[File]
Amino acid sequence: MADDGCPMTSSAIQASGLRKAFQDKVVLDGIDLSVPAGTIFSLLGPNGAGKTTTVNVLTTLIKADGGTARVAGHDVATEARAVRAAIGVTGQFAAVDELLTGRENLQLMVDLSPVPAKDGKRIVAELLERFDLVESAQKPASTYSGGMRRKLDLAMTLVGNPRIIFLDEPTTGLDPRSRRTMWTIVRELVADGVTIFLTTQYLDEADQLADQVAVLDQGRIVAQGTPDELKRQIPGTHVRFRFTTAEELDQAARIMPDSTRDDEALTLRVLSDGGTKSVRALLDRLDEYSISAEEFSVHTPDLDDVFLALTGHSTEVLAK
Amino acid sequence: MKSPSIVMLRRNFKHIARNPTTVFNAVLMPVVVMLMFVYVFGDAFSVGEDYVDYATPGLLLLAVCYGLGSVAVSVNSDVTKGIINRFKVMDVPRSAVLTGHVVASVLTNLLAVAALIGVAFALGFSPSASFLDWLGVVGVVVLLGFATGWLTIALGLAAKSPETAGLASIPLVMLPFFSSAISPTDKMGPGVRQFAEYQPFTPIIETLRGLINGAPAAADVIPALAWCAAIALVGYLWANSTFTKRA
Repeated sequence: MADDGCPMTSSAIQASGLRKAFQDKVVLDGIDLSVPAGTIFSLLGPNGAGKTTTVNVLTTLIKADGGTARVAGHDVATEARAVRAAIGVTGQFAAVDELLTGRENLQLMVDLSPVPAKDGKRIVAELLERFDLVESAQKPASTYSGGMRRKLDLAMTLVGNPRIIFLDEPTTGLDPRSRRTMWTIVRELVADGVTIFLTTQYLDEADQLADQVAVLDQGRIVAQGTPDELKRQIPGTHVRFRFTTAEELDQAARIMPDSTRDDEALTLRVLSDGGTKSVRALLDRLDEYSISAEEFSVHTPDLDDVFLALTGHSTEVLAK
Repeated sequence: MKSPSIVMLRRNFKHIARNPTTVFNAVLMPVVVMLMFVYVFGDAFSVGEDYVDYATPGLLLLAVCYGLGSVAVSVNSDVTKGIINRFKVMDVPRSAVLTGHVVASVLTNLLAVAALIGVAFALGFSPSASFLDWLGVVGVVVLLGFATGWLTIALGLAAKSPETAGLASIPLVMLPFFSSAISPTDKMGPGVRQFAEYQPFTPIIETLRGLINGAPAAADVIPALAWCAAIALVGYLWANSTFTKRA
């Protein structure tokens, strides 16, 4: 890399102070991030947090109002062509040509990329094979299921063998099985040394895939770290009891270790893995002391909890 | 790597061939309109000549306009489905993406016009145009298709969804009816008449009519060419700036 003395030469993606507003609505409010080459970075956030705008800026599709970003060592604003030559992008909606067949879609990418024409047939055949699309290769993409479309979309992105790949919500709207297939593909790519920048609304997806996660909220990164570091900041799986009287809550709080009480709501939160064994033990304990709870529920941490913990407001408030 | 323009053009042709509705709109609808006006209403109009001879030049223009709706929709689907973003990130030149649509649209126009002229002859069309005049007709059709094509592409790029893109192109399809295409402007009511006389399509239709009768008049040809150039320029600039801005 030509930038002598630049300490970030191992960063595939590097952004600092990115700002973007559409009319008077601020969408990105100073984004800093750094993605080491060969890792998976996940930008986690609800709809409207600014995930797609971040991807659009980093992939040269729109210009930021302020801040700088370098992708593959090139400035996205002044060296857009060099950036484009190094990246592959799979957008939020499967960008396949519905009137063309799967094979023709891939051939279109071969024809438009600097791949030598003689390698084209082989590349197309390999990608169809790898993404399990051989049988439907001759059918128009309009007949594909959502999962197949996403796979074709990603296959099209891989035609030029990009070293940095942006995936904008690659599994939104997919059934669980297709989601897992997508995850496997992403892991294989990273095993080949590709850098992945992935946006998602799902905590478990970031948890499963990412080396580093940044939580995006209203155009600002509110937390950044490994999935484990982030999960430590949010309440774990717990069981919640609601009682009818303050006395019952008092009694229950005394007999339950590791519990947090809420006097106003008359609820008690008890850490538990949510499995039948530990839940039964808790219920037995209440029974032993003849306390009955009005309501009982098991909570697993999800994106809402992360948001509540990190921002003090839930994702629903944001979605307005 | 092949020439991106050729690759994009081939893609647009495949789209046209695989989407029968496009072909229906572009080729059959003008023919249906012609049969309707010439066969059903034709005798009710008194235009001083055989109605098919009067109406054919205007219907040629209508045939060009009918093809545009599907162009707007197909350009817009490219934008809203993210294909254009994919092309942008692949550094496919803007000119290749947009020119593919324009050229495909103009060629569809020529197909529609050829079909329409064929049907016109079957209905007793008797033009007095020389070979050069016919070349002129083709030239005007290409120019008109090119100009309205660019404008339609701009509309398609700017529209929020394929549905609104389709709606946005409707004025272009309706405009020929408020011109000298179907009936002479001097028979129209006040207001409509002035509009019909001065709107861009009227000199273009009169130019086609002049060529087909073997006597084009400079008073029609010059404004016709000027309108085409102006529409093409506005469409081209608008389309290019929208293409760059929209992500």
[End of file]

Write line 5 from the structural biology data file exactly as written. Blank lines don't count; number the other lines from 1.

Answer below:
């Protein structure tokens, strides 16, 4: 890399102070991030947090109002062509040509990329094979299921063998099985040394895939770290009891270790893995002391909890 | 790597061939309109000549306009489905993406016009145009298709969804009816008449009519060419700036 003395030469993606507003609505409010080459970075956030705008800026599709970003060592604003030559992008909606067949879609990418024409047939055949699309290769993409479309979309992105790949919500709207297939593909790519920048609304997806996660909220990164570091900041799986009287809550709080009480709501939160064994033990304990709870529920941490913990407001408030 | 323009053009042709509705709109609808006006209403109009001879030049223009709706929709689907973003990130030149649509649209126009002229002859069309005049007709059709094509592409790029893109192109399809295409402007009511006389399509239709009768008049040809150039320029600039801005 030509930038002598630049300490970030191992960063595939590097952004600092990115700002973007559409009319008077601020969408990105100073984004800093750094993605080491060969890792998976996940930008986690609800709809409207600014995930797609971040991807659009980093992939040269729109210009930021302020801040700088370098992708593959090139400035996205002044060296857009060099950036484009190094990246592959799979957008939020499967960008396949519905009137063309799967094979023709891939051939279109071969024809438009600097791949030598003689390698084209082989590349197309390999990608169809790898993404399990051989049988439907001759059918128009309009007949594909959502999962197949996403796979074709990603296959099209891989035609030029990009070293940095942006995936904008690659599994939104997919059934669980297709989601897992997508995850496997992403892991294989990273095993080949590709850098992945992935946006998602799902905590478990970031948890499963990412080396580093940044939580995006209203155009600002509110937390950044490994999935484990982030999960430590949010309440774990717990069981919640609601009682009818303050006395019952008092009694229950005394007999339950590791519990947090809420006097106003008359609820008690008890850490538990949510499995039948530990839940039964808790219920037995209440029974032993003849306390009955009005309501009982098991909570697993999800994106809402992360948001509540990190921002003090839930994702629903944001979605307005 | 092949020439991106050729690759994009081939893609647009495949789209046209695989989407029968496009072909229906572009080729059959003008023919249906012609049969309707010439066969059903034709005798009710008194235009001083055989109605098919009067109406054919205007219907040629209508045939060009009918093809545009599907162009707007197909350009817009490219934008809203993210294909254009994919092309942008692949550094496919803007000119290749947009020119593919324009050229495909103009060629569809020529197909529609050829079909329409064929049907016109079957209905007793008797033009007095020389070979050069016919070349002129083709030239005007290409120019008109090119100009309205660019404008339609701009509309398609700017529209929020394929549905609104389709709606946005409707004025272009309706405009020929408020011109000298179907009936002479001097028979129209006040207001409509002035509009019909001065709107861009009227000199273009009169130019086609002049060529087909073997006597084009400079008073029609010059404004016709000027309108085409102006529409093409506005469409081209608008389309290019929208293409760059929209992500």